After a trial festival known as ‘Back to Live’ went ahead in the Dutch town of Biddinghuizen in March, the same inquiry picked up steam in the UK. Many people asked why the Netherlands could host a festival, but the UK has yet to do so, given that the Netherlands’ rate of infection was higher at the time. Boomtown, one of the UK’s leading dance and bass music festivals, along with Gloucester’s Barn on the Farm festival, have now both been cancelled due to lack of government insurance.

‘Back to Live’ consisted of just 1,500 people, and took place in the same location and at the same annual time as the usually 55,000-strong Dutch festival Lowlands. All attendees were tested for COVID-19 48 hours before the event, and 150 rapid tests were randomly administered upon entrance. Of those 150 people, 26 tested positive, and were not admitted to the festival.

Caroline Dinenage – UK Minister of State at Department for Digital, Culture, Media and Sport – said some pilot events will go ahead in the UK, albeit not at festivals. Three separate teams of scientists have been deployed to examine transmission rates, crowd behaviour and ventilation to test the impact of the virus in crowded events at select locations, such as The Crucible in Sheffield and Wembley Stadium in London.

Dinenage said there were plans for pilots at festivals, although there have been extra festival-specific challenges. “Quite a lot of the pilots that have been arranged so far, are around events that are going to go ahead regardless, but without a live audience,” she said. “So it’s quite easy to just chuck a live audience in alongside all the scientific measures to make it work.”

“With regard to a festival, clearly, there weren’t any festivals that were going to take place, because they require a live audience. We would need to create a special event.”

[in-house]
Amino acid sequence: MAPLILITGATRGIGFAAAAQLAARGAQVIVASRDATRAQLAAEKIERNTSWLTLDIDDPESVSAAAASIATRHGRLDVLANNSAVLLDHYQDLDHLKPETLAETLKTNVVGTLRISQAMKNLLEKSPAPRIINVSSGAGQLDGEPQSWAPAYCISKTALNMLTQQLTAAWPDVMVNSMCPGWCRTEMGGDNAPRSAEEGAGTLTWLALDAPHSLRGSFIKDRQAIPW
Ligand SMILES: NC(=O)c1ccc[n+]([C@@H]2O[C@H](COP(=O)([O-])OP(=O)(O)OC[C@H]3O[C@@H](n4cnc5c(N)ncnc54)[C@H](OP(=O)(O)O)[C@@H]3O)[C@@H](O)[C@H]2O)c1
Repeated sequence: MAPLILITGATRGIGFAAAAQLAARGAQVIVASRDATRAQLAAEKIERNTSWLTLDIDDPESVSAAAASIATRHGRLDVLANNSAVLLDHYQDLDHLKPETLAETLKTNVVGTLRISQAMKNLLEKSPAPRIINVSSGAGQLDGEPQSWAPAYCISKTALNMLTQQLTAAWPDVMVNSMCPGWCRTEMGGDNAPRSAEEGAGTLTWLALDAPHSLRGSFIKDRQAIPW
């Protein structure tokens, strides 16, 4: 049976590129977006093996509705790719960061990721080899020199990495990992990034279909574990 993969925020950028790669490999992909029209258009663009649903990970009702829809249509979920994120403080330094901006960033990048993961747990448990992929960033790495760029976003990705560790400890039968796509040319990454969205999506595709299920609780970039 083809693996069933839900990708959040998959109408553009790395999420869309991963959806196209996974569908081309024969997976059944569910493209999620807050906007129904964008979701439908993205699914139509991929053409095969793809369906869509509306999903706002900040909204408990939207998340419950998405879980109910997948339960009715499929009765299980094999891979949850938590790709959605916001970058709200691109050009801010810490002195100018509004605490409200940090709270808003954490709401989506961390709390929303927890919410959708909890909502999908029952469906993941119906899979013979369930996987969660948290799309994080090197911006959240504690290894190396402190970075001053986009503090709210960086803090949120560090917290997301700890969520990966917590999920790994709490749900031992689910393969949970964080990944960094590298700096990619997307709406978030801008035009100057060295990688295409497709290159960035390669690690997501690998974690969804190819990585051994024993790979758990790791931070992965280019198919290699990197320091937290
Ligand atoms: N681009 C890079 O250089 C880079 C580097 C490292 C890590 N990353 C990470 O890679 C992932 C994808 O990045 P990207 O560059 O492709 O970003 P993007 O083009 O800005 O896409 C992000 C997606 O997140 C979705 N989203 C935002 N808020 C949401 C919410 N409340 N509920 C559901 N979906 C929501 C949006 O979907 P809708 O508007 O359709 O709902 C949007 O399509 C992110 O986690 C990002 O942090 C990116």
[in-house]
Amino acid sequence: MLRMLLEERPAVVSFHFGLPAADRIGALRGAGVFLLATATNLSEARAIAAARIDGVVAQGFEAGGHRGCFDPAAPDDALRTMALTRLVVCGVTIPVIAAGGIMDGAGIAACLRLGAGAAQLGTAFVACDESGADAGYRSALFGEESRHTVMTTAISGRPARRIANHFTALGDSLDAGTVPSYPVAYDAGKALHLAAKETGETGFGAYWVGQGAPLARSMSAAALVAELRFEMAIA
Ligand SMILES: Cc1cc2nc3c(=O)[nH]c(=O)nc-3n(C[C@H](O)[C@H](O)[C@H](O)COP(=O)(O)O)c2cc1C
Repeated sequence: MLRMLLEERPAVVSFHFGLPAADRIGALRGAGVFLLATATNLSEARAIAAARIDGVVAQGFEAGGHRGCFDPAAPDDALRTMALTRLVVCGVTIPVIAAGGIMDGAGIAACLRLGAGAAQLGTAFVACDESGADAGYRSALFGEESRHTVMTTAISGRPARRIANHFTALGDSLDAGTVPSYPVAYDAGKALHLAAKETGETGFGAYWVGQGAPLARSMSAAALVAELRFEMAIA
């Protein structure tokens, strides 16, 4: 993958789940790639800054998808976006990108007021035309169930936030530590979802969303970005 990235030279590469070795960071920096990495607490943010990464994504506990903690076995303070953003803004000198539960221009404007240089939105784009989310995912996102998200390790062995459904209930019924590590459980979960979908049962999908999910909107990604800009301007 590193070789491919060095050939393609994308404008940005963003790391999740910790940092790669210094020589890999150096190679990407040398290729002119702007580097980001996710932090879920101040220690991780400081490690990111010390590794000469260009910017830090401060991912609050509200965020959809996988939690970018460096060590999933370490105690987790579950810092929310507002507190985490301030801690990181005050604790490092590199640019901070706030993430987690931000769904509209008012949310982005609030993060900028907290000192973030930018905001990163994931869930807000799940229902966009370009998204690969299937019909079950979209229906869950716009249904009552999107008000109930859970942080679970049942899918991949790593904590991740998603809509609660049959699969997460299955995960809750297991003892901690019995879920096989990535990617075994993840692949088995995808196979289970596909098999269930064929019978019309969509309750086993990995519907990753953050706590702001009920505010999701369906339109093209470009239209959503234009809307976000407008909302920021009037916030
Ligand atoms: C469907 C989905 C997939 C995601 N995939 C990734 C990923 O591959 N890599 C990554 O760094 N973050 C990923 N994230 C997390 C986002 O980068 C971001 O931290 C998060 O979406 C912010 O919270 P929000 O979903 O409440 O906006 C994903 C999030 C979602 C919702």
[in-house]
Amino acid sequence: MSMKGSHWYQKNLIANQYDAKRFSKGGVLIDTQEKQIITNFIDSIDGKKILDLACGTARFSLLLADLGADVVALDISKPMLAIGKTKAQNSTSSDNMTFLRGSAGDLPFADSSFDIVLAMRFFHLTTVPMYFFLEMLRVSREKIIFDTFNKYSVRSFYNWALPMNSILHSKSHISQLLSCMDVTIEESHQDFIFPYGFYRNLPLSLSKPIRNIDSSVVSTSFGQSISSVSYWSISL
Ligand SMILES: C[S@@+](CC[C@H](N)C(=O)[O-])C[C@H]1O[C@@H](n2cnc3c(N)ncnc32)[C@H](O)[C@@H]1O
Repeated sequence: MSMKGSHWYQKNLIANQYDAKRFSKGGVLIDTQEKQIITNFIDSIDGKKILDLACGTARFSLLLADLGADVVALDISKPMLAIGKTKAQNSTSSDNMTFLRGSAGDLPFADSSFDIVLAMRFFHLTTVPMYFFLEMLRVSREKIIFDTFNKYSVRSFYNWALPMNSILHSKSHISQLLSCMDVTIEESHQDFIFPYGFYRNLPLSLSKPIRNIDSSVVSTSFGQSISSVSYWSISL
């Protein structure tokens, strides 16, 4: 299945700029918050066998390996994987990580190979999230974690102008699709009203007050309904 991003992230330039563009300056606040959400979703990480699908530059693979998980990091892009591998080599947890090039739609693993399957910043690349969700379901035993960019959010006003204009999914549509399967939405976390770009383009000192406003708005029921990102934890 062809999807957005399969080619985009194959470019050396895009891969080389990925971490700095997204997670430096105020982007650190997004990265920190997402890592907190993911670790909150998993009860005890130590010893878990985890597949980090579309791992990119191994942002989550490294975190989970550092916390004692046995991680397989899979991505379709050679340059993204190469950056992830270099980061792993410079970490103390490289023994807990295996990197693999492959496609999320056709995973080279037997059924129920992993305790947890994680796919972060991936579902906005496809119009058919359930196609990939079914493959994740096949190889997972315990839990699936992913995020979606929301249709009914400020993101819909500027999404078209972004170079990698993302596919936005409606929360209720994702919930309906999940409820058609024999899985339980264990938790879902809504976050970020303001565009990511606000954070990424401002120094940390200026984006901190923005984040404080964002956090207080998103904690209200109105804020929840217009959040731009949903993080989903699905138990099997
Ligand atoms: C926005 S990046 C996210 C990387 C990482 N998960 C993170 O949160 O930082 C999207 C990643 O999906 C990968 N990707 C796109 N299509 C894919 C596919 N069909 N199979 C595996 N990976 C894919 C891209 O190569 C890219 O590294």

Dinenage added that COVID cancellation insurance for events was not off the table for 2021, but said that it would be difficult to organise this solely for festivals, and would be put in place for all kinds of live events. She said no country in the world has implemented a large-scale insurance scheme for festivals.

Dinenage defended the government’s decision not to offer specific insurance for festivals, citing the still real risk of lockdown restrictions going on for longer than expected. This decision was made despite several trade groups for the live sector making increasing calls for the government to launch an insurance scheme. Such a scheme is in the interest of festival promoters, many of whom are already giving their festivals the go-ahead and incurring costs.

When asked about the outcry against the decision during a session instigated by Parliament’s culture select committee, Dinenage said: “The fact is, chairman, as the minister responsible for this I would much rather be able to make an announcement when I am absolutely certain things can go ahead, or at least in a much better sense of predictability that things can go ahead, than announce an indemnity scheme, give people the confidence in order to pull the rug out from underneath them again. I just wouldn’t be prepared to do that”.
Compared to the lack of provision for festivals, the government has begun a support scheme to help reinvigorate the film and TV industries. When asked about the disparity, Dinenage said that the risks of ongoing COVID rules stopping filming projects are much lower than for large events, because there is no audience to consider.
Prime Minister Boris Johnson said that getting the live events industry back up and running in late summer or autumn would take “a huge amount of time, preparation and expense”, but he added that “there are difficulties with this whole business of indemnifying the entire sector”.